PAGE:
A housekeeping measure for the U.S. civil space program adopted in the final hours of the expiring Congress includes language reaffirming congressional support for ’s current spending priorities in the budget battles ahead.
The legislation, needed to extend government indemnification of third-party damages from commercial space launches and to allowto continue buying human-spaceflight services from Russia, also included “sense of Congress” language reaffirming support for a mix of government and commercial human spaceflight vehicles.
The “Space Exploration Sustainability Act” adopted Jan. 2 specifically lists the heavy-lift Space Launch System (SLS), the Orion multi-purpose crew vehicle and commercial crew and cargo space vehicles under development with NASA backing as “inherently complementary and interrelated,” and forbids the use of SLS or Orion funding to pay for commercial-vehicle development.
“This action by Congress reaffirms the intent of the 2010 NASA Authorization Act, which reflected a hard-fought Congressional and Administration consensus for the future of NASA in the post-shuttle era,” stated retiring Sen. Kay Bailey Hutchison (R-Texas), who was credited by NASA Administrator Charles Bolden with forcing the White House budget office to free funding for the SLS. “I am delighted that this will be one of my final acts as a U.S. Senator.”
The space legislation passed both houses of Congress on voice votes as lawmakers focused on deal-making to avoid the “fiscal cliff” of mandatory tax increases and spending cuts. But budget “sequestration” was only delayed by two months, setting the stage for more bitter battles over spending priorities and strong downward pressure on the discretionary spending that funds NASA.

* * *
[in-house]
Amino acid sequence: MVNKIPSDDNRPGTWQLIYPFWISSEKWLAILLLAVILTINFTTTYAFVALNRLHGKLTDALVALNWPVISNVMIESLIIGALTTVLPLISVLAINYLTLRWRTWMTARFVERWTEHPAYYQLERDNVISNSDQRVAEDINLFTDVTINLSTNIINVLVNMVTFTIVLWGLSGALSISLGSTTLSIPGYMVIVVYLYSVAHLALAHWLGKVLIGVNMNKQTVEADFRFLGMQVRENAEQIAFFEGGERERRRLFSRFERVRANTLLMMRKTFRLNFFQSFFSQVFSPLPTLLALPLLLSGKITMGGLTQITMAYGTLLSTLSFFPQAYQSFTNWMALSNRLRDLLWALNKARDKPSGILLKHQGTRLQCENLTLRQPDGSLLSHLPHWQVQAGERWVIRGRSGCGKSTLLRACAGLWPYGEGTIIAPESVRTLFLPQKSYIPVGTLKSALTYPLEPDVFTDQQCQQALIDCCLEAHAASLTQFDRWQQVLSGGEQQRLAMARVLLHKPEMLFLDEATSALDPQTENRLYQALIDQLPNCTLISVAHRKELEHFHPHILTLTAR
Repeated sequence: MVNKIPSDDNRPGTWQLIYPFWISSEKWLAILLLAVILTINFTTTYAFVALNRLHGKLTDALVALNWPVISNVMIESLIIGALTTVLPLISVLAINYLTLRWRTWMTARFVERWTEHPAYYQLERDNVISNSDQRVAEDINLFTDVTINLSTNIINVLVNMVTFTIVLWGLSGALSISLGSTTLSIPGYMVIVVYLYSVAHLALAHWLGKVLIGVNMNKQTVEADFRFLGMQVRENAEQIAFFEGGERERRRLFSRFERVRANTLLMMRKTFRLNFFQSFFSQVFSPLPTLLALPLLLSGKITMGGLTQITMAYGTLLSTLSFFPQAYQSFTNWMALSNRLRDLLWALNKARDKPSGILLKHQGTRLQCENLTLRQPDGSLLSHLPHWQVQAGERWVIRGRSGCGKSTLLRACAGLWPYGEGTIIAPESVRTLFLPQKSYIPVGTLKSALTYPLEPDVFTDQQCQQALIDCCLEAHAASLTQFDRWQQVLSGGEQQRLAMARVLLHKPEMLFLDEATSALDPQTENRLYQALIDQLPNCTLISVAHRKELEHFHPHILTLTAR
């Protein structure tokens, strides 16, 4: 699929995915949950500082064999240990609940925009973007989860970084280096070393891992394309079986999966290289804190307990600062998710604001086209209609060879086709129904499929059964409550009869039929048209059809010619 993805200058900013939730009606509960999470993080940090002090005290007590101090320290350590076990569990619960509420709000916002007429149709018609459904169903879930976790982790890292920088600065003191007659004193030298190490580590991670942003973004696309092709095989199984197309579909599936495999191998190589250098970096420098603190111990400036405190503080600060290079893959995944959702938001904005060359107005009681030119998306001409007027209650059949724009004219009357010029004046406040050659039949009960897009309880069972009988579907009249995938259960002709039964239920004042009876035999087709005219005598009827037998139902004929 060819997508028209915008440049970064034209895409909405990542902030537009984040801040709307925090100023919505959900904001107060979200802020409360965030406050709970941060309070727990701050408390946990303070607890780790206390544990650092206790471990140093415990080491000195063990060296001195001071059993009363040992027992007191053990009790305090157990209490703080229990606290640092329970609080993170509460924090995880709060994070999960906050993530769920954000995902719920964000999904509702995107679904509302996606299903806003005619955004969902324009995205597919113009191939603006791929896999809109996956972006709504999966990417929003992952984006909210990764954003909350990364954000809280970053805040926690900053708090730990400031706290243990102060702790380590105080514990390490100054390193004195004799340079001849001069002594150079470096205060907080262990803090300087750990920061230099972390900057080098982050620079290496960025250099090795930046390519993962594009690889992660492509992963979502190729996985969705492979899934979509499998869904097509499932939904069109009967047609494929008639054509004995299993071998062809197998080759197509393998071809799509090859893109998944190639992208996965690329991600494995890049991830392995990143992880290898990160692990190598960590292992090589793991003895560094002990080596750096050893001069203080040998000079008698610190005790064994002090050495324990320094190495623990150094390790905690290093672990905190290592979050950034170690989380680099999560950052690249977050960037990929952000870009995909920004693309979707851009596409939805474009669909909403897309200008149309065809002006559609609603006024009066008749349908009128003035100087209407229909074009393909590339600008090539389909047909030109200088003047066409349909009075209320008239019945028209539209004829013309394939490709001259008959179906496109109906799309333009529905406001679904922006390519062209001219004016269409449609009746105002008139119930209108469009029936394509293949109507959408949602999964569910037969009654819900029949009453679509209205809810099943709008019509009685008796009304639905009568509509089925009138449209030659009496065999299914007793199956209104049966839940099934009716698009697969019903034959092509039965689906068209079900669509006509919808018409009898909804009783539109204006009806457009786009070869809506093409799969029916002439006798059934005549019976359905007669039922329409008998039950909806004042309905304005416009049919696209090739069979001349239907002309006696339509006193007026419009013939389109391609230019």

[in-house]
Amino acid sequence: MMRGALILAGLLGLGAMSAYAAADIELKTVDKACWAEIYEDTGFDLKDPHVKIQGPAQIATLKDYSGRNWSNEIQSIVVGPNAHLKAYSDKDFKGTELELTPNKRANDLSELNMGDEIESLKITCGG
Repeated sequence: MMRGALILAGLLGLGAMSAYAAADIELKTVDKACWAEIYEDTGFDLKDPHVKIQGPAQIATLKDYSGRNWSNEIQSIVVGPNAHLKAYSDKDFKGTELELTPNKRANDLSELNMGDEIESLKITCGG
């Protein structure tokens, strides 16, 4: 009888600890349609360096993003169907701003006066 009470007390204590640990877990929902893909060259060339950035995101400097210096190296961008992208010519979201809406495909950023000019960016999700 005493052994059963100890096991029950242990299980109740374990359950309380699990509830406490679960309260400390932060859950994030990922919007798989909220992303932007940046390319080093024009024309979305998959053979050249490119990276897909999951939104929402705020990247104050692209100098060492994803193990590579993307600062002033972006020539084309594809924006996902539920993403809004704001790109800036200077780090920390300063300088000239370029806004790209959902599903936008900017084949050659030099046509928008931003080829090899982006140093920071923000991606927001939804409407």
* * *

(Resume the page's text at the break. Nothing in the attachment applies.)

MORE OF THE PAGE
The sense-of-Congress approach isn’t binding on the White House, which has made no secret of its preference for commercial human spaceflight over the government-backed SLS sometimes dubbed the “Senate Launch System.” But it sends a signal that a majority in the outgoing Congress still supported the compromise embodied in NASA’s 2010 authorization act, and space-policy leaders in the new 113th Congress will continue to do so.
Rep. Lamar Smith (R-Texas), the new chairman of the House Science Committee that authorizes NASA spending, handled final passage of the sense-of-Congress resolution on the House floor, and Sen. Bill Nelson (D-Fla.), who worked with Hutchison on the Senate Commerce Committee to hammer out the 2010 compromise, vowed to continue that work in the new Congress. The 2010 authorization expires this year, and it remains to be seen exactly what the White House will propose for NASA in its fiscal 2014 budget request. “This legislation reaffirms our commitment to a robust future for the space program,” Nelson stated.
The resolution extended NASA’s waiver to buy seats on Russia’s Soyuz capsule and other Russian human spaceflight services until the end of 2020 under the Iran, North Korea and Syria Nonproliferation Act. With the first commercial human spaceflights not scheduled until 2017, and then only if NASA gets its full budget request, the agency needed the waiver to begin negotiating access for its astronauts to the International Space Station after mid-2016.
The original House version of the bill sought a two-year extension of third-party liability sharing for commercial space launches, but that chamber accepted a Senate amendment limiting the extension to one year.